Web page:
By Judith Gura
SOME OF THE most inventive furniture designs we’re likely to see this year are being generated in a busy, light-filled workshop in the Brooklyn Navy Yard. Presiding over a handful of enthusiastic assistants, Gaetano Pesce is still shaking up the establishment, his energy and creativity undiluted after more than five decades of designing.
Visitors to New York will have the chance to see Pesce’s newest designs – as well as groundbreaking past work – in two Manhattan galleries this fall: on 24th October, Friedman Benda opened ‘Age of Contaminations’, a survey of Pesce’s work from 1968 to 1995, and the following day, Salon 94 debuted his new designs, and inaugurated a new gallery space by relocating the entire Pesce workshop for a week of on-site activity.
Born in La Spezia in 1939, Pesce graduated the University of Venice with a degree in architecture in 1965. He quickly gained notice for his individualistic, often witty designs, and started making waves in America with his contribution to the seminal 1972 exhibition ‘Italy: The New Domestic Landscape’ at New York’s Museum of Modern Art. Instead of a product, he presented an “underground city”, a fictionalised archaeological study of a 2000 BCE habitat, which he described as “a commentary, not a design.” It was the most talked-about element of the show. A few years later, MoMA gave him carte blanche to research architecture for a one-man show in its Goodwin Gallery though, he recalls, “It was where only dead people showed … and I was just 35!”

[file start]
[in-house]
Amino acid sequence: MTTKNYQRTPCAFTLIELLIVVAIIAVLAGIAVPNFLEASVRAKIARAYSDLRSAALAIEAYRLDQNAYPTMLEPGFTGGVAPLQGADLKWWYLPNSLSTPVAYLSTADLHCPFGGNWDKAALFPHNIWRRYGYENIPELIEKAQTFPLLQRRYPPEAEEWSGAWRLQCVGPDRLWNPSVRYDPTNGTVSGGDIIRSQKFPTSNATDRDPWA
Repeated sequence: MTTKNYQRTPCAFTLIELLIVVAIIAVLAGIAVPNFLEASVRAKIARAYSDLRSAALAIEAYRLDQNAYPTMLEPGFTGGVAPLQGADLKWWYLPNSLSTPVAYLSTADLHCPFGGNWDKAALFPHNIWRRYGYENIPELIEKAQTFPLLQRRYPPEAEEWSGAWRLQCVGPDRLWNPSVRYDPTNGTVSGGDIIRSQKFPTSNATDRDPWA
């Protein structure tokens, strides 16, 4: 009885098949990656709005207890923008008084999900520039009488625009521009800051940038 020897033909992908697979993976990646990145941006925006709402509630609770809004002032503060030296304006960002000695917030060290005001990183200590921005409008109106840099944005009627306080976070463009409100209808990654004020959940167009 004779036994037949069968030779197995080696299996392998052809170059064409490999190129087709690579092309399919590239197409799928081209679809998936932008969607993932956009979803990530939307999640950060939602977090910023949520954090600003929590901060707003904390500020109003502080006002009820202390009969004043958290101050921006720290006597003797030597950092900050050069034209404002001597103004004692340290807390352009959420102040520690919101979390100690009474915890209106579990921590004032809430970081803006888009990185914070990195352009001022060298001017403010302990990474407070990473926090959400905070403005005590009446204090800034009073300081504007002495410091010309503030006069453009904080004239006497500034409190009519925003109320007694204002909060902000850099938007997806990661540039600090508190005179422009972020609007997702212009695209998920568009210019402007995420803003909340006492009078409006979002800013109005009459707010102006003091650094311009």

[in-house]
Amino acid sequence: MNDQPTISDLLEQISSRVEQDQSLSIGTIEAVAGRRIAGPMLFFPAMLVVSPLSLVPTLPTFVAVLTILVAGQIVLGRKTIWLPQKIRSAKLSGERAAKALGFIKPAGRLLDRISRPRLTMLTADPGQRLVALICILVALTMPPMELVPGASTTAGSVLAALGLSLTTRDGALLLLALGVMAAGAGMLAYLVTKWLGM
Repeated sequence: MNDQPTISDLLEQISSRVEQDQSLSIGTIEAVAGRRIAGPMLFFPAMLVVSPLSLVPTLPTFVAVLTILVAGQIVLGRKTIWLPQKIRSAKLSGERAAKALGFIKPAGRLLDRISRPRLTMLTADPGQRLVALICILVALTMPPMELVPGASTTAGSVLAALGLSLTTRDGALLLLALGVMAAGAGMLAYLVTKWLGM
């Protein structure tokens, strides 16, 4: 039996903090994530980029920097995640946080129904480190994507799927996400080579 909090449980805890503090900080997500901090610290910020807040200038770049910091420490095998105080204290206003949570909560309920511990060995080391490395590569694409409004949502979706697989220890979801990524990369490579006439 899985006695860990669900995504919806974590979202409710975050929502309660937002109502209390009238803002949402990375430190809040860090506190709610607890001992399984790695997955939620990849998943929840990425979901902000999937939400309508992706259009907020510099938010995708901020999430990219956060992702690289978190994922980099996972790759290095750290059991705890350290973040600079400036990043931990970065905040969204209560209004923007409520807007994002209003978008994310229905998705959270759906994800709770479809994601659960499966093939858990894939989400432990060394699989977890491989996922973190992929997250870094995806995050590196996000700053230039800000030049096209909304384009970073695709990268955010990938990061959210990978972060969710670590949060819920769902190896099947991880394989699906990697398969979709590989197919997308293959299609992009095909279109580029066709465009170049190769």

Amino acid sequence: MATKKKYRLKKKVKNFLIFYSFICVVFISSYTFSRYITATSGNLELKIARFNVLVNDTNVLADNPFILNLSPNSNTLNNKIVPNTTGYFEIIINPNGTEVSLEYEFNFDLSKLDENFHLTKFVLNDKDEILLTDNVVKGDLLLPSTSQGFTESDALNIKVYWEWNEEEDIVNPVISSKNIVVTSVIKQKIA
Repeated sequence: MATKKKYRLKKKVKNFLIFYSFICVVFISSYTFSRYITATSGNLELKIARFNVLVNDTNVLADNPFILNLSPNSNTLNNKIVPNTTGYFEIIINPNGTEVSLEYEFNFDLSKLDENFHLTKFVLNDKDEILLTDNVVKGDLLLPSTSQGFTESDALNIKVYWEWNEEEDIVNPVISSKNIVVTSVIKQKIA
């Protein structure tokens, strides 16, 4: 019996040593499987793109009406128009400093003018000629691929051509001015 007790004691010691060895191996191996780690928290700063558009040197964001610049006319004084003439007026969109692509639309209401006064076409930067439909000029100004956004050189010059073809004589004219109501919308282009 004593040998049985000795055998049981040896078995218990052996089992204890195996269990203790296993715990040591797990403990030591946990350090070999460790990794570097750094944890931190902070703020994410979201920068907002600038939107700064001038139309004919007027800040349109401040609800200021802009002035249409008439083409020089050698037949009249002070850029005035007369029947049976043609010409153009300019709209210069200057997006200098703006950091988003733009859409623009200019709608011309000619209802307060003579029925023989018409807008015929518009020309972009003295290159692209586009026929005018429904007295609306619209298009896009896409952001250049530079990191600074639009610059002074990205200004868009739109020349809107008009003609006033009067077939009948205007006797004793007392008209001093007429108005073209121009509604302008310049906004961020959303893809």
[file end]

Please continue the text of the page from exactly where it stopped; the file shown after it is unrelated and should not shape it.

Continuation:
At the time Pesce was living in Paris – after brief residencies in London and Helsinki – but in 1980 he moved to New York. “It was the capital of the 20th century, and it’s now the capital of the 21st. Living in New York, you learn where our time is going.”